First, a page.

Lesson 1

Hello again. It’s been a while since my last post. I had a couple of false starts in between my last blog and this one. This might still be a false start! I won’t know until I’m finished.

Like my last post, this one was inspired by something someone else wrote on the topic of depression. This time, it was comedian/actor/extremely British person Stephen Fry. I will copy and paste the most important part here, but read the whole thing, because I said so.

“[W]hat the fuck right do I have to be lonely, unhappy or forlorn? I don’t have the right. But there again I don’t have the right not to have those feelings. Feelings are not something to which one does or does not have rights.

In the end loneliness is the most terrible and contradictory of my problems. I hate having only myself to come home to…It’s a lose-lose matter. I don’t want to be alone, but I want to be left alone. Perhaps this is just a form of narcissism, vanity, overdemanding entitlement – give it whatever derogatory term you think it deserves. I don’t know the answer.”

This is how I have been feeling for the past couple of weeks. My girlfriend was away, and I was lonely. My girlfriend came back, and I was pining for solitude. It’s a really delicate balance to strike and when I don’t get the split of time exactly right I feel restless and unnerved and uncomfortable in my own skin and brain. And then I get to feel bad for not striking the right balance for her.

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People are complicated. The relationships between them are exponentially complicated. I am trying to strike multiple delicate balances at a time when I am not well-balanced.

I feel like a loser.

There are only so many hours in the day and I have a mind to heal and a body to heal and a dog to walk and a girlfriend to cuddle and poker to play and friends to catch up with and food to cook and other various fires to put out and I can’t sleep.

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In short: I have not taken out the recycling for a month.

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Life gets very crowded very quickly. Adulthood is a lot of work. I may not be cut out for it.

At times when I’m overwhelmed, I find myself retreating into my comfort zone, the closest thing I have to pieces of my childhood. I retreat to playing games.

It’s the thing that takes the least energy for me to do. I am exhausted with dealing with people and chores and inconveniences and life. I want to hunker down with my internet for a while and play.

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Work is hunkering down with my internet for a while and playing, too. It is probably a not-very-good thing that the lines are so easily blurred. The way it stands, I can trick myself into thinking I’m being responsible and hardworking, when what I’m really doing is escaping.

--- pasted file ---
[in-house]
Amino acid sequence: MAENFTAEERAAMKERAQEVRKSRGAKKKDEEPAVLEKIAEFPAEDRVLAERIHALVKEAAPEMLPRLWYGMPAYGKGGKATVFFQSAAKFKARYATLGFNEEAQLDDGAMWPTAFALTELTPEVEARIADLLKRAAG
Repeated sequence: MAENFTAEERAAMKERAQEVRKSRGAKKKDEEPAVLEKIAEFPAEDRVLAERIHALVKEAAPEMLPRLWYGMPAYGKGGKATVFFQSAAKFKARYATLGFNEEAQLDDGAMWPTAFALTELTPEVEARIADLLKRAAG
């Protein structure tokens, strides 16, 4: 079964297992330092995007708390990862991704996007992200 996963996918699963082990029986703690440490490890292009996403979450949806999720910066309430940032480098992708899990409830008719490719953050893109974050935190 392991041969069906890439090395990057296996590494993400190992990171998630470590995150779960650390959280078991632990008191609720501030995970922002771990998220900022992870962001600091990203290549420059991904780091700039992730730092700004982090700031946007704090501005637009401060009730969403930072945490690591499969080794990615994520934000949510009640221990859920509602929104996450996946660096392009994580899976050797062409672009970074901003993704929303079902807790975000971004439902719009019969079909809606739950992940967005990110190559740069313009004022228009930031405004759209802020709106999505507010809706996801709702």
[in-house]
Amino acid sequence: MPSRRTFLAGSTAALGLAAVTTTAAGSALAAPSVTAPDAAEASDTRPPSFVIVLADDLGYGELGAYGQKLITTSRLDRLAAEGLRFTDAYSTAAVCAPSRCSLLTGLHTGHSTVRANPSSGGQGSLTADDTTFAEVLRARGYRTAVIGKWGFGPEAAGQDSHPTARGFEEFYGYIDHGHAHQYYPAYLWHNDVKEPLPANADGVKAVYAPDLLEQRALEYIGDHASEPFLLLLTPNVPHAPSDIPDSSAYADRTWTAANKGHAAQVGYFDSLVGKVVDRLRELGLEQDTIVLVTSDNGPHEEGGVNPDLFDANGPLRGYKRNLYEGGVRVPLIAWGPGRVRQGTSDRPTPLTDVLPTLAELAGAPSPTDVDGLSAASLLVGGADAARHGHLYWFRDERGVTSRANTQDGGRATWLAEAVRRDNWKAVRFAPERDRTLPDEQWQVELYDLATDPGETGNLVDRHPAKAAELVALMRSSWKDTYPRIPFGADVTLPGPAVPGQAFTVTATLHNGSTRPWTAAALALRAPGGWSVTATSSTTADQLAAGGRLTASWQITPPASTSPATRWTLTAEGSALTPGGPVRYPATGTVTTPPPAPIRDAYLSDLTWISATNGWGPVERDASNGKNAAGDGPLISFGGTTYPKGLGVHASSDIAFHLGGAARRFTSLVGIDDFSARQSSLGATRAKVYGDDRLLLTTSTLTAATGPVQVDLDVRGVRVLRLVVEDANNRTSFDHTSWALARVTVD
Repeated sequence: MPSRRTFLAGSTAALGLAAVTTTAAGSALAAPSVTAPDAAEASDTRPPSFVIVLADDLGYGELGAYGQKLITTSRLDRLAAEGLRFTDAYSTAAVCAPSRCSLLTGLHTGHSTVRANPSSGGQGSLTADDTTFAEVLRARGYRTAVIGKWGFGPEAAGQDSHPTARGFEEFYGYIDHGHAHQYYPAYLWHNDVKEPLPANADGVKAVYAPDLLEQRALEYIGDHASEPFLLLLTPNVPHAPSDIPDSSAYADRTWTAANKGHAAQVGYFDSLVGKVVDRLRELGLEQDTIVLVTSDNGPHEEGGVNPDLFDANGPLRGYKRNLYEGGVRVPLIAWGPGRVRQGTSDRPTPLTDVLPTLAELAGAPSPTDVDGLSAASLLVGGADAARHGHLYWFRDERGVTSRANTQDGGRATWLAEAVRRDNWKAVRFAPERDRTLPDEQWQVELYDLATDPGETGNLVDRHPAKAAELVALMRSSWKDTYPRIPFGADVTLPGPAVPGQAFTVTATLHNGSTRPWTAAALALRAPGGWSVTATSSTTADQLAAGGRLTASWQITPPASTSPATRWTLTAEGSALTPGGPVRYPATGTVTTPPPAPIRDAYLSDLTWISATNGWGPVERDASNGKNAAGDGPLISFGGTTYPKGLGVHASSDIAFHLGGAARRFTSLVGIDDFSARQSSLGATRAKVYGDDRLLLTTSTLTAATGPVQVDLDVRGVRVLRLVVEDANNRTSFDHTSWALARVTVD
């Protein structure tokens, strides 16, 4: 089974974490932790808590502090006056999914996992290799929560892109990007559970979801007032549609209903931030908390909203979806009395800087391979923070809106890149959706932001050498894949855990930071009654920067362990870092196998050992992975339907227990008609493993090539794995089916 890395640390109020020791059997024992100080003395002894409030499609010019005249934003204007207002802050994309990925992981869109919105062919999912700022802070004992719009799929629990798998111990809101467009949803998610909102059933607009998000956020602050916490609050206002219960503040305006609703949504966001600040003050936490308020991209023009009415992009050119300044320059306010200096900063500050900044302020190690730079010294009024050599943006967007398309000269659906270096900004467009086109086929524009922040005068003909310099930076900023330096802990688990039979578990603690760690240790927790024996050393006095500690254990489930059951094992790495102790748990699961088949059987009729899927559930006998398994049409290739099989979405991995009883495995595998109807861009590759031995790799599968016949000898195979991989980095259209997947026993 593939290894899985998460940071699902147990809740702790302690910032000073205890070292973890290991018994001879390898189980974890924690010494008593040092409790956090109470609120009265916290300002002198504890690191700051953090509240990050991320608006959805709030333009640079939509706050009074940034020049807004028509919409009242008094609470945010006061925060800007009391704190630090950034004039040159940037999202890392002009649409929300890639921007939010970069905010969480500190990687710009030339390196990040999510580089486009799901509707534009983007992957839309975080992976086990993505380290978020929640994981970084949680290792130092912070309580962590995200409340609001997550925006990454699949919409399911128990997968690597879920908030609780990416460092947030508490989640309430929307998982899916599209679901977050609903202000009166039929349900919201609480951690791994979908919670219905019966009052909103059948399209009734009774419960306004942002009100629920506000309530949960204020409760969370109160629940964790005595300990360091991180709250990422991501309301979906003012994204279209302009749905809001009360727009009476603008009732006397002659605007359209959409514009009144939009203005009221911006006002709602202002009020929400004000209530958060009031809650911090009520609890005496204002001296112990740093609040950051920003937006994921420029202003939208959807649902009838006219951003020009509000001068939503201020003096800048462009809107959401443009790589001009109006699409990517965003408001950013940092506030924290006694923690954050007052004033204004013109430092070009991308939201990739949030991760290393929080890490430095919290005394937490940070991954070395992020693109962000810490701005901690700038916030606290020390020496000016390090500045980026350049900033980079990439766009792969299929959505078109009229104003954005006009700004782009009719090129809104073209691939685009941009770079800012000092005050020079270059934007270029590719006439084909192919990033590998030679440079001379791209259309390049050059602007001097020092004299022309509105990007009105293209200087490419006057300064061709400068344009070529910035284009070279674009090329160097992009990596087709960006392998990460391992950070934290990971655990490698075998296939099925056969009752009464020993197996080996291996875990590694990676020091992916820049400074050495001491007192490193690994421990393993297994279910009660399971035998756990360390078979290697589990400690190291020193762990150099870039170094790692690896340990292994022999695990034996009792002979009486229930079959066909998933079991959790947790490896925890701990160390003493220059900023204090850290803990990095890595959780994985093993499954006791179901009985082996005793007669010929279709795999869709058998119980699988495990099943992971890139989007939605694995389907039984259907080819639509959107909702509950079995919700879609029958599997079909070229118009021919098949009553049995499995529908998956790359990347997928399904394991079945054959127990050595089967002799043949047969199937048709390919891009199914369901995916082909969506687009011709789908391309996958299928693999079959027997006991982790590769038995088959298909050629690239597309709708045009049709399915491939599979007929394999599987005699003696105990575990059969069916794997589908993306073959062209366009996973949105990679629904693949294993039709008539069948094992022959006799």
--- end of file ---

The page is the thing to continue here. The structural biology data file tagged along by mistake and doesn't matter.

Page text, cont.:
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Right now I am escaping to this blog. My girlfriend and brother are in the other room watching a movie. I am not being a good host or brother or boyfriend.

Maybe that is selfish. I have been in a mood the past week where I have had no patience, no tolerance, and no energy for things. I feel like it would be selfish to impose my sour self on any proceedings. I am sure they do not see it like that. I feel like I am miserable to be around. They might not see it like that.

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The previous paragraph is not entirely true. Last night, I listened to some nice jazz music live. I smiled without forcing myself. It was a crack. So was the parting of the Red Sea, I guess.

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I would have never gone to the concert without my girlfriend nagging about how we never do anything together. I planned a whole Saturday for us while she was gone. I ordered a pie two weeks in advance! (it is her favourite breakfast)

Next week I have to be in Vegas with $10,000 USD to play the World Series of Poker main event. I still haven’t booked my ticket or gotten around to scaring up USD. I do not plan ahead.

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Here’s the funny thing about being depressed: your comfort zone isn’t all that comforting. Your brain creates heuristics to minimize the efforts of daily life and decision making, letting you fall into easy patterns. But, as the saying goes: if you do what you’ve always done, you’ll get what you’ve always gotten.

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So there is another balance I have to strike. Getting out of my comfort zone created something for me I couldn’t have gotten inside of it, and I sorely needed that. But it is a tricky thing to have the willpower to be uncomfortable, and even if when do, it probably isn’t enough to just seek discomfort for discomfort’s sake. I have to find things that bring light back into my life, and that will take foresight and energy and willpower and gumption.

It won’t be easy. But I am learning to be happy again.

This was lesson one.